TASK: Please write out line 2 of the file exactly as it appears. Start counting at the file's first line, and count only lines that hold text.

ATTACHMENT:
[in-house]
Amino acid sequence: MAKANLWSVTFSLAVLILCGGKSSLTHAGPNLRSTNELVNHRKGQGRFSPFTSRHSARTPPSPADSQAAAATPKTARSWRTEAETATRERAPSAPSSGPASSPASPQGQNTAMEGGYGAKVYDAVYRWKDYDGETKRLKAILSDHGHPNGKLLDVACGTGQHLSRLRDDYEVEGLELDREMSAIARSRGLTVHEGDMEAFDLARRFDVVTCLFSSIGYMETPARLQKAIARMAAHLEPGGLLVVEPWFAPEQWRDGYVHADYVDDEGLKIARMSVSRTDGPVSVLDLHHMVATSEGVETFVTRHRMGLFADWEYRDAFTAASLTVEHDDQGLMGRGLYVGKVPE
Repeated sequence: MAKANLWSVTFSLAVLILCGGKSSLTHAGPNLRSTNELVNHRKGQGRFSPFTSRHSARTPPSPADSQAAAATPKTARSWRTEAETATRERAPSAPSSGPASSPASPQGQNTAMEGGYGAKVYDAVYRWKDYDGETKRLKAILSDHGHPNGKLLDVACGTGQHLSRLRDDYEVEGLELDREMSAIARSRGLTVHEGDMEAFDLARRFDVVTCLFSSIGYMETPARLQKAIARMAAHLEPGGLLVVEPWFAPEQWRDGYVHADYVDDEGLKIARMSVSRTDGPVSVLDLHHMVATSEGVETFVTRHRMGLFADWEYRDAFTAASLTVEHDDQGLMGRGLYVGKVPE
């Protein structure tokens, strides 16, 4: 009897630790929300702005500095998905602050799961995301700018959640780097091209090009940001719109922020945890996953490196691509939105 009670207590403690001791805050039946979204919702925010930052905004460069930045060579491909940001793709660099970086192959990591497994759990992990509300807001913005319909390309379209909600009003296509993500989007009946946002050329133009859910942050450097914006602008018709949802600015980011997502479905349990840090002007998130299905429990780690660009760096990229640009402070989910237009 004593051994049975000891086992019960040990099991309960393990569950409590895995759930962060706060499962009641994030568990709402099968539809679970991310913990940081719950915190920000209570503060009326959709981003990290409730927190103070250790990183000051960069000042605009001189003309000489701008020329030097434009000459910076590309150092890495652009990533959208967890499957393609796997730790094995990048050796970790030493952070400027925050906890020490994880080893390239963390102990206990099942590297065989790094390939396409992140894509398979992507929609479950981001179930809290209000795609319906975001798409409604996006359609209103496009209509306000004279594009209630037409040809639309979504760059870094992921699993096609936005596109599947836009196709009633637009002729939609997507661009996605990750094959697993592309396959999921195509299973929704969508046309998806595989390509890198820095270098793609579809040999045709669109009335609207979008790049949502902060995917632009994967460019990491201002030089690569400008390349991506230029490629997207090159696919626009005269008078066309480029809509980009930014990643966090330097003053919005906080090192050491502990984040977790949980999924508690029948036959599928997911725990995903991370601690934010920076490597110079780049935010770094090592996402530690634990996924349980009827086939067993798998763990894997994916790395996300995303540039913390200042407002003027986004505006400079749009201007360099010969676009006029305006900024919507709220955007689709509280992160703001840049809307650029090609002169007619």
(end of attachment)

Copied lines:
Amino acid sequence: MAKANLWSVTFSLAVLILCGGKSSLTHAGPNLRSTNELVNHRKGQGRFSPFTSRHSARTPPSPADSQAAAATPKTARSWRTEAETATRERAPSAPSSGPASSPASPQGQNTAMEGGYGAKVYDAVYRWKDYDGETKRLKAILSDHGHPNGKLLDVACGTGQHLSRLRDDYEVEGLELDREMSAIARSRGLTVHEGDMEAFDLARRFDVVTCLFSSIGYMETPARLQKAIARMAAHLEPGGLLVVEPWFAPEQWRDGYVHADYVDDEGLKIARMSVSRTDGPVSVLDLHHMVATSEGVETFVTRHRMGLFADWEYRDAFTAASLTVEHDDQGLMGRGLYVGKVPE